The juvenile whale hasn't been seen since a rescue attempt last week loosened some the ropes around the whale but not enough to free the animal completely from its entanglements.
"The animal is definitely significantly entangled with a significant amount of rope and weight. The lines are unfortunately deep in the flesh on the dorsal side," said Paul Cottrell, marine mammal coordinator for the Department of Fisheries and Oceans.
Researcher Jim Darling first spotted the distressed whale and crews were out on the waters hours later. When rescue crews got to the whale, they saw that the rope had dug deep into the whale's flesh and had cut into the whale's pectoral fin.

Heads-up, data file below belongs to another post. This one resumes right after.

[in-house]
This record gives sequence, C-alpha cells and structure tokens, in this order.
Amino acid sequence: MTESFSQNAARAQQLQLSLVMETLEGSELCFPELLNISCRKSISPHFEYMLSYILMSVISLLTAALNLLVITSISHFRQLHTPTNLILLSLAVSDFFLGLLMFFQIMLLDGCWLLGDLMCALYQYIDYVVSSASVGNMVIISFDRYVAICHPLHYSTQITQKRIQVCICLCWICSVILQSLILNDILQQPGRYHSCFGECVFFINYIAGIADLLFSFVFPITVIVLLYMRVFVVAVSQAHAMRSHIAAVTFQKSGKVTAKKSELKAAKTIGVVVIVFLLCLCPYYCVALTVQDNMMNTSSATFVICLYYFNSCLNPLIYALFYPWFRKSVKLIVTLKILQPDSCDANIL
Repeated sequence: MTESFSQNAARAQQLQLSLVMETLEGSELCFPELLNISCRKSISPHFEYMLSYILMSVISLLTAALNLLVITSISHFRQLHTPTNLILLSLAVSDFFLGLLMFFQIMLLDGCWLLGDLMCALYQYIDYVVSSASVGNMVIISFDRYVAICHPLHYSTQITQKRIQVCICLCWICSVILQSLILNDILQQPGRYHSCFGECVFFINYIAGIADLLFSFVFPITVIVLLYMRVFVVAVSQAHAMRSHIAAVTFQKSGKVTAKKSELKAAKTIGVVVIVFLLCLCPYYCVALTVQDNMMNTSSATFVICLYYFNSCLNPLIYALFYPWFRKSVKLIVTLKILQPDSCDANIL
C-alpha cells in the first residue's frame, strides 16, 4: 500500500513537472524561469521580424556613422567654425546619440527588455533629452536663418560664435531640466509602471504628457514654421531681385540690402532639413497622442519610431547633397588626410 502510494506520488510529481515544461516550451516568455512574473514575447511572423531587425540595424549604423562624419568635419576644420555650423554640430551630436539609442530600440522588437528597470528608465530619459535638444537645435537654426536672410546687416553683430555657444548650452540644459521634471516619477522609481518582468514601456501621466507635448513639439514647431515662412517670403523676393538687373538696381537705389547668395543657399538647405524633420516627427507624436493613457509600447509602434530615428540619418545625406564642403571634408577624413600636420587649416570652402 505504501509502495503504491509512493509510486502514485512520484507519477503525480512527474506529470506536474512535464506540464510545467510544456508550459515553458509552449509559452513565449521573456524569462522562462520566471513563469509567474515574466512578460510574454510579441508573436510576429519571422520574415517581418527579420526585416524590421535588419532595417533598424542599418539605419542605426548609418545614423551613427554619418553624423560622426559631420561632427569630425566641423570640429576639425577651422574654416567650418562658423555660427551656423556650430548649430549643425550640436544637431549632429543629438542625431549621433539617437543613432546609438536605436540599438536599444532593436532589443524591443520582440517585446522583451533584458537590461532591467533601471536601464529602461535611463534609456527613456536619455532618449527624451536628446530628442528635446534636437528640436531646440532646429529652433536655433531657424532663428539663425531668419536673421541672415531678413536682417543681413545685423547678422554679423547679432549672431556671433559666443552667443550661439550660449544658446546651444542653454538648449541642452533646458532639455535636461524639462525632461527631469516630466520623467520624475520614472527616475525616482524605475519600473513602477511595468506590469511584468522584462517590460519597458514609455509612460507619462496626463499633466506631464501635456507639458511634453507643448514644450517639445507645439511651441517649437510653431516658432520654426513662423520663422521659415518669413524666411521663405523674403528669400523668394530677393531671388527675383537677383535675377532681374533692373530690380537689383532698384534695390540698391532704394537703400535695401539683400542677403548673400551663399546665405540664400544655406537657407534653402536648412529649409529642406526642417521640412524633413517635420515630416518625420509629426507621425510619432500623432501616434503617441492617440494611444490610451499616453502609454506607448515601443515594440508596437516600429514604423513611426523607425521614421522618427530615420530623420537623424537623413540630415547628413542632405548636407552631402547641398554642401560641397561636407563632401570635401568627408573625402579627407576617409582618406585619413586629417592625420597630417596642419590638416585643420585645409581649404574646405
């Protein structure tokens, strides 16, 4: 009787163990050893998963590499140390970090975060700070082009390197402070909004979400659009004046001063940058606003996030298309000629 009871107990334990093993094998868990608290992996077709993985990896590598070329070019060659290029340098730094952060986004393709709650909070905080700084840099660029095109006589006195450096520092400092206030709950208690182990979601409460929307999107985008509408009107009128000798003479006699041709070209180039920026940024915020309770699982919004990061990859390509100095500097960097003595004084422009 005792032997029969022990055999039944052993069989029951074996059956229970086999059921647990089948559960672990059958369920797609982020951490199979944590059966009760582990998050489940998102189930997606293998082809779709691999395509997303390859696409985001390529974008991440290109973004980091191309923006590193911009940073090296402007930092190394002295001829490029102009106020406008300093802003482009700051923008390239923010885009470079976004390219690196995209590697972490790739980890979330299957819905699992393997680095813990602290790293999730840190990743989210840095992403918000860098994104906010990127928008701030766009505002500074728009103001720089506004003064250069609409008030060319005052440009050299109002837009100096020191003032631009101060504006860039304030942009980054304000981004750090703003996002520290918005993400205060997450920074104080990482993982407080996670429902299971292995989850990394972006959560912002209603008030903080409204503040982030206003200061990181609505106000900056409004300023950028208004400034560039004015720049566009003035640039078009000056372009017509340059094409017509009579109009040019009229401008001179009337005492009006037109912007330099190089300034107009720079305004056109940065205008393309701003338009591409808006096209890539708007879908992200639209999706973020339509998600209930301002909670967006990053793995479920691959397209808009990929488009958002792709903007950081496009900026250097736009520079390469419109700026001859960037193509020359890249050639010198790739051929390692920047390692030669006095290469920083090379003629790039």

Crews spent two hours trying to free the whale from the mass entanglement of ropes. They discovered the whale's underside was also completely entangled with rope and weights, possibly from fishing gear.
"We tied to the animal and tried to cut the wraps but as it was getting later and darker, we had to cut loose from the grapple we had," said Cottrell Monday.
The whale may have gotten entangled anywhere from Mexico to Hawaii and while it's possible that loosening the ropes may lead to the whale freeing itself from the entanglements, Cottrell said it's likely still in distress.
"We have to remain positive. It's amazing how resilient these animals are and we're hoping the animal is still alive and sighted."
Anyone who has spotted the whale is asked to call the marine mammal hotline at 1-800-465-4336.